101. Joe Wendt

    Bill Weld is an interventionist who praised GWB’s handling of the Iraq War, and supports foreign aid.

  102. Dave Terry

    Saturn; Furthermore, he makes no mention of his “active” membership in the CFR or co-chairmanship of the Independent Task Force on North America. He makes no assurances he will promote a non-interventionist foreign policy.

    What is the problem with CFR?
    Do you anticipate a new invasion of Canada or Mexico?

  103. Joe Wendt

    Last time I checked, Rick Santorum isn’t running as a Libertarian. Also, Santorum also never supported gun control or endorse Obama. Rick Santorum also didn’t attempt to remove delegates from a National Convention because he disagreed with them (which Weld actually did btw).

  104. Dave Terry

    This “Libertarian” debate is sounding more like an old KKK debate; “My white sheet is whiter than your white sheet!”

  105. Be Rational

    Andy, although you think most people haven’t heard of the CFR, the fact is most people HAVE heard of the CFR. All those CFR members, their friends, families, supporters and others on the CFR mailing list … They are the ones who won’t sign your petitions, they won’t talk to you. … They’ve seen your picture in the CFR newletter, they know who you are, they’ve been warned about you, they are watching you and they smile and chuckle to themselves about you after they refuse to sign and walk by.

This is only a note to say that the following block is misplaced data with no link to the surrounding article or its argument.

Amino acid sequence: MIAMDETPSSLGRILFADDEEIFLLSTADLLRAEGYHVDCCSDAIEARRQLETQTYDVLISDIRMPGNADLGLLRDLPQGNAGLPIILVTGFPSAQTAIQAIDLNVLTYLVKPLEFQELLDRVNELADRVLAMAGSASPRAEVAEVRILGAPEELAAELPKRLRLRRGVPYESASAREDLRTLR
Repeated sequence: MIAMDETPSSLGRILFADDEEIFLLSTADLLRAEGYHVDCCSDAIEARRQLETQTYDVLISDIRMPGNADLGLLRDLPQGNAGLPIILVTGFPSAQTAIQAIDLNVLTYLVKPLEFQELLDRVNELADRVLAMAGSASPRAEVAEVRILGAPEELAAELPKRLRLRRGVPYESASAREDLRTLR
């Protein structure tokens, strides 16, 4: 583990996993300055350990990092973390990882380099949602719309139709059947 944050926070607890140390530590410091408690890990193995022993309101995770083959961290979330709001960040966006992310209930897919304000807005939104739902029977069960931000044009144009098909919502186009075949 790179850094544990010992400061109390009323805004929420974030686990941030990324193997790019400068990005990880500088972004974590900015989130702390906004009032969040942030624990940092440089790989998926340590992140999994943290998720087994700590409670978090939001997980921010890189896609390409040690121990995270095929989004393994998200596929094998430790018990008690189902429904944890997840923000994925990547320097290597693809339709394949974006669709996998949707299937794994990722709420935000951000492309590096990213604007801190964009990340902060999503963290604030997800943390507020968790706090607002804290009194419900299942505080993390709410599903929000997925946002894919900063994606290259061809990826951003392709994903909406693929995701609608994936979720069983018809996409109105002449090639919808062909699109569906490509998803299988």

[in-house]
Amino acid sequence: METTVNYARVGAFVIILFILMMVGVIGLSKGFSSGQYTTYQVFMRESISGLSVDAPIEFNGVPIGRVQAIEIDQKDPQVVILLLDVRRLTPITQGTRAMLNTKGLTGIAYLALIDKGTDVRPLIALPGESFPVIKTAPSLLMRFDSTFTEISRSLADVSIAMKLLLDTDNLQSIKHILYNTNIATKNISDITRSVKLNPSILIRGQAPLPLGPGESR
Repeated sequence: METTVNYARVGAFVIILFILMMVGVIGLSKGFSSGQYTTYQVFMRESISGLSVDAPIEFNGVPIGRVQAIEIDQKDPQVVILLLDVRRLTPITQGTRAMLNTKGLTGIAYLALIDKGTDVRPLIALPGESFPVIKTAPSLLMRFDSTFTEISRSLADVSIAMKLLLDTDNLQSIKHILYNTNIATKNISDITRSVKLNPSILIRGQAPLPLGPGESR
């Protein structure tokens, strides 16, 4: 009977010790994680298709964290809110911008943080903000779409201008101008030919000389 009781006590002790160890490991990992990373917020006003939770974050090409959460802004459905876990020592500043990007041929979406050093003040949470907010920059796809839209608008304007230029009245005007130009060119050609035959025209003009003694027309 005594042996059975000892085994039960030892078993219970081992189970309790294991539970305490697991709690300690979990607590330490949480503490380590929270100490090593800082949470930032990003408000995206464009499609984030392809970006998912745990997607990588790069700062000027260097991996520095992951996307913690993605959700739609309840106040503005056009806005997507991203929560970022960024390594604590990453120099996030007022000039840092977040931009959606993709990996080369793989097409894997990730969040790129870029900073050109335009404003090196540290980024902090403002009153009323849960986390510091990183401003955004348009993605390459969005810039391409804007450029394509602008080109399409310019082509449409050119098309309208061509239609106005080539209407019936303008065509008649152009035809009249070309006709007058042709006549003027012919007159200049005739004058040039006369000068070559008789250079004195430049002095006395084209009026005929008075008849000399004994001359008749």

106. Robert capozzi

    TK, no, I have NO connection to the campaign, any campaign, officially or unofficially. Just my lessarchists self calling it as I see it.

    I have commented for months that GJ could use media training.

    I think concerns about WW and the NY guy race is a fair concern. So are his recent endorsements. I overlook them, but I understand the critiques.

    I think it is possible that part of the motivation behind some of the critiques is concern that GJ and WW are “Republicans” and serial plumbline violators.

    If others use rhetoric similar to mine, I’d chalk that up to — probably — coincidence, or possibly the power of IPR.

  107. itdoesntmattermuch

    There’s never going to be a perfect Libertarian candidate for anything. Experienced flawed politicians aren’t the way, but neither are autistic inside-baseball esoteric conspiracy theorists spouting off about political non-issues.

    IMHO, it would be nice to have candidates who are:
    1. sane
    2. somewhat “normal” financially/professionally- live in a house, have a driver’s license, are neither huge debtors or illogical Dave Ramsey acolytes. Can afford to travel w/ basic accommodations, etc.
    3. Principled
    4. Aesthetic- well-groomed, appear reasonably healthy
    5. Don’t have a compulsive need to highlight a pet issue that no one cares about
    6. Not just political opportunists who want to sell books and get on Fox News and similar.
    7. Be able to articulate Libertarian views to “average” people without assuming everyone has a 140+ IQ and if you don’t “get” them you are just too stupid, and being part of the (politically philosophical) “top 1%” is some badge of honor, etc. While not wearing clothes and having a haircut from the 1970s (especially if you weren’t even alive then, but insist on wearing your differently-sized grandfather’s suits), brushing your teeth, being able to handle basic “adulting” tasks (paying for your shelter, food, clothing, basic transportation, etc)

    Surely a few people like this exist. I personally don’t meet my own criteria, but that doesn’t mean I need candidates who reflect myself.

  108. Dave Terry

    It would ALSO be nice to have more correspondents who are able